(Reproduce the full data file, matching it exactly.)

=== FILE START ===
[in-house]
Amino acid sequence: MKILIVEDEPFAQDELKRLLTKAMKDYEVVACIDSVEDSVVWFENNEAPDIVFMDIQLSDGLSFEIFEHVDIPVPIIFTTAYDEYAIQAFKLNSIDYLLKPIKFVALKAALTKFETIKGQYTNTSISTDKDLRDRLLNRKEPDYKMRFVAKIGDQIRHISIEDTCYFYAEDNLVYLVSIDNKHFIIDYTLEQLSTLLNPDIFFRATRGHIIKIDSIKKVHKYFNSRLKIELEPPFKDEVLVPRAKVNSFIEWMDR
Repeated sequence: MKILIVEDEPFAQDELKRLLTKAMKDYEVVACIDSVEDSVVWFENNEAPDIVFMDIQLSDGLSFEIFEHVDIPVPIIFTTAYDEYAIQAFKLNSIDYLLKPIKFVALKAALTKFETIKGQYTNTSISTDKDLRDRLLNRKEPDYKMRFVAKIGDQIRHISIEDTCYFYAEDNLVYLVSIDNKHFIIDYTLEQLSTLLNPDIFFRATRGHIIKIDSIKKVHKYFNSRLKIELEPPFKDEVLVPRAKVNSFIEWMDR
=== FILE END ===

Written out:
[in-house]
Amino acid sequence: MKILIVEDEPFAQDELKRLLTKAMKDYEVVACIDSVEDSVVWFENNEAPDIVFMDIQLSDGLSFEIFEHVDIPVPIIFTTAYDEYAIQAFKLNSIDYLLKPIKFVALKAALTKFETIKGQYTNTSISTDKDLRDRLLNRKEPDYKMRFVAKIGDQIRHISIEDTCYFYAEDNLVYLVSIDNKHFIIDYTLEQLSTLLNPDIFFRATRGHIIKIDSIKKVHKYFNSRLKIELEPPFKDEVLVPRAKVNSFIEWMDR
Repeated sequence: MKILIVEDEPFAQDELKRLLTKAMKDYEVVACIDSVEDSVVWFENNEAPDIVFMDIQLSDGLSFEIFEHVDIPVPIIFTTAYDEYAIQAFKLNSIDYLLKPIKFVALKAALTKFETIKGQYTNTSISTDKDLRDRLLNRKEPDYKMRFVAKIGDQIRHISIEDTCYFYAEDNLVYLVSIDNKHFIIDYTLEQLSTLLNPDIFFRATRGHIIKIDSIKKVHKYFNSRLKIELEPPFKDEVLVPRAKVNSFIEWMDR